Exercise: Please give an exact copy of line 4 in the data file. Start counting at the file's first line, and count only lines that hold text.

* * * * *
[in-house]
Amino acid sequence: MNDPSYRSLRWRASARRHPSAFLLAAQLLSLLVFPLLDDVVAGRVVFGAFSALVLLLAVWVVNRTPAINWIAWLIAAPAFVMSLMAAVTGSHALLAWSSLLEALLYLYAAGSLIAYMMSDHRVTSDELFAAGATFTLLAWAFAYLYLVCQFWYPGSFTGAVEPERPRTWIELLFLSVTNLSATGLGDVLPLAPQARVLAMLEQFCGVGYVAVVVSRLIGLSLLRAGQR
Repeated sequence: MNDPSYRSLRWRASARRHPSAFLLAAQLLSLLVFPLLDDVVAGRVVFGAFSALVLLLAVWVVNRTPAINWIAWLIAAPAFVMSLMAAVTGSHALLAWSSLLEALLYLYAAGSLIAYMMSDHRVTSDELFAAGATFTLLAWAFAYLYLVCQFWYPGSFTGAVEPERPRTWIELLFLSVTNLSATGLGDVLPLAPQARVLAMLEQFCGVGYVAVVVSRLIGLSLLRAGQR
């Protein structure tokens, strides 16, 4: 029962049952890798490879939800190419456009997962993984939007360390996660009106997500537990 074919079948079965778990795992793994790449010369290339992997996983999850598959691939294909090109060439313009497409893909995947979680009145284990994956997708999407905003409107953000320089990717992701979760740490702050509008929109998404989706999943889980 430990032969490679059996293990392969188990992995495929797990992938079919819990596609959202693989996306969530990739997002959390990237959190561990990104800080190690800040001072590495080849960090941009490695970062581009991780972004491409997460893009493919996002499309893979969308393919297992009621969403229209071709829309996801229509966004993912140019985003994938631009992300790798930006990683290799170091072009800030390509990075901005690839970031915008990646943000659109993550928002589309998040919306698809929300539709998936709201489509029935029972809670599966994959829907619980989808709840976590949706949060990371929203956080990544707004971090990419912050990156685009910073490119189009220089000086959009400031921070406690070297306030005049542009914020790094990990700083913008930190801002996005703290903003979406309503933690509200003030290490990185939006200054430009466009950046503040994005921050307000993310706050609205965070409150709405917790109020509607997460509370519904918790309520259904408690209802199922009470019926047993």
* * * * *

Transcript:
């Protein structure tokens, strides 16, 4: 029962049952890798490879939800190419456009997962993984939007360390996660009106997500537990 074919079948079965778990795992793994790449010369290339992997996983999850598959691939294909090109060439313009497409893909995947979680009145284990994956997708999407905003409107953000320089990717992701979760740490702050509008929109998404989706999943889980 430990032969490679059996293990392969188990992995495929797990992938079919819990596609959202693989996306969530990739997002959390990237959190561990990104800080190690800040001072590495080849960090941009490695970062581009991780972004491409997460893009493919996002499309893979969308393919297992009621969403229209071709829309996801229509966004993912140019985003994938631009992300790798930006990683290799170091072009800030390509990075901005690839970031915008990646943000659109993550928002589309998040919306698809929300539709998936709201489509029935029972809670599966994959829907619980989808709840976590949706949060990371929203956080990544707004971090990419912050990156685009910073490119189009220089000086959009400031921070406690070297306030005049542009914020790094990990700083913008930190801002996005703290903003979406309503933690509200003030290490990185939006200054430009466009950046503040994005921050307000993310706050609205965070409150709405917790109020509607997460509370519904918790309520259904408690209802199922009470019926047993």